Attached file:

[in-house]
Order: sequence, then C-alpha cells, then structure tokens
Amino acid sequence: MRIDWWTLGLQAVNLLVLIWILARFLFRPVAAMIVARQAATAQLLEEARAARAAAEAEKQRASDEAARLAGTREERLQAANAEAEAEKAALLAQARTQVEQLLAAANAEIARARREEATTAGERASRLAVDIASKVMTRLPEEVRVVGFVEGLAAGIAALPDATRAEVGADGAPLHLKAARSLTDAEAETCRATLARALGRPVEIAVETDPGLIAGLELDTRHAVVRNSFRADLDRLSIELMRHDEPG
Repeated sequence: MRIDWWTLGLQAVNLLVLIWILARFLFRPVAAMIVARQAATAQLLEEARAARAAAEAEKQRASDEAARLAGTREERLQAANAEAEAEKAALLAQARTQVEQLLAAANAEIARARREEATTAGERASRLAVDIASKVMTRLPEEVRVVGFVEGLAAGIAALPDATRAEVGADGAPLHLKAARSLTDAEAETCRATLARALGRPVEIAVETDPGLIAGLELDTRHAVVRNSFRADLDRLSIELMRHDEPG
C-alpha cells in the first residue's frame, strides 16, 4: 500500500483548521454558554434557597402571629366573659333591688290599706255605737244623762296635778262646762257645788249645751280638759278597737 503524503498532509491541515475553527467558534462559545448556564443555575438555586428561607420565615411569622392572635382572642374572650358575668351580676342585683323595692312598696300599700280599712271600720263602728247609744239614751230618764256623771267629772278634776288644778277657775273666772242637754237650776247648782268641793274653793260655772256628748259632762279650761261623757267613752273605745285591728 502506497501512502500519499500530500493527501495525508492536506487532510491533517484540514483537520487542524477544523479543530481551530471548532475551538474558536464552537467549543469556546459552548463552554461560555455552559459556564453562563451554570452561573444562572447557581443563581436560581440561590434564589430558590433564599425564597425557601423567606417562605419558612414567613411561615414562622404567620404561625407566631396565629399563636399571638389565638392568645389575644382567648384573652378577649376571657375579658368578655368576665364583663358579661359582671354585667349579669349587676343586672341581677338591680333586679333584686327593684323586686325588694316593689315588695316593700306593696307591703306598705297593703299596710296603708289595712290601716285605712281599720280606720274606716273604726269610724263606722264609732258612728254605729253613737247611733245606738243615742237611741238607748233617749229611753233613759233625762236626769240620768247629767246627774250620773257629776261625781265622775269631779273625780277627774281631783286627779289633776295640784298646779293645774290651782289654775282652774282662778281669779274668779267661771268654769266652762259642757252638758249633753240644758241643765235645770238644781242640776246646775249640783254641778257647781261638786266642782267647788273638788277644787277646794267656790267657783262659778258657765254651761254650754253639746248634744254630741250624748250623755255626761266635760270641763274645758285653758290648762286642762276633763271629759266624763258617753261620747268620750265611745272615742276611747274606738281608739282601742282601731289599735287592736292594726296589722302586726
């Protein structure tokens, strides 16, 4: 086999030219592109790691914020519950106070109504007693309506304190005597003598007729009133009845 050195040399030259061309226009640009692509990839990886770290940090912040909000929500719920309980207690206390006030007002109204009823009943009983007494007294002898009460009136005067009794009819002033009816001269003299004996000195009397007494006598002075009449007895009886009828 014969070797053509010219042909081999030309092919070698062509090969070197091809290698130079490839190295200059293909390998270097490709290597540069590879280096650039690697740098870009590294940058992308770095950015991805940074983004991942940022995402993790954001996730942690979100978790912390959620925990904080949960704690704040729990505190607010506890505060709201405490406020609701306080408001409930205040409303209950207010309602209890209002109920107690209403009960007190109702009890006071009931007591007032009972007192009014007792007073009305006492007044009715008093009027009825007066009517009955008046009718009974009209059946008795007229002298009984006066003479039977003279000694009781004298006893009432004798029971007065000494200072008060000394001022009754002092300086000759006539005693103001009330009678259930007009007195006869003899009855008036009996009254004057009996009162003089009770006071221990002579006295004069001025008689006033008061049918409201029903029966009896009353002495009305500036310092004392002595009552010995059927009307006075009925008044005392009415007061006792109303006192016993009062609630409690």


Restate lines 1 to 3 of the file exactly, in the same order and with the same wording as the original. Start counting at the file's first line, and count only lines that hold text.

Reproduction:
[in-house]
Order: sequence, then C-alpha cells, then structure tokens
Amino acid sequence: MRIDWWTLGLQAVNLLVLIWILARFLFRPVAAMIVARQAATAQLLEEARAARAAAEAEKQRASDEAARLAGTREERLQAANAEAEAEKAALLAQARTQVEQLLAAANAEIARARREEATTAGERASRLAVDIASKVMTRLPEEVRVVGFVEGLAAGIAALPDATRAEVGADGAPLHLKAARSLTDAEAETCRATLARALGRPVEIAVETDPGLIAGLELDTRHAVVRNSFRADLDRLSIELMRHDEPG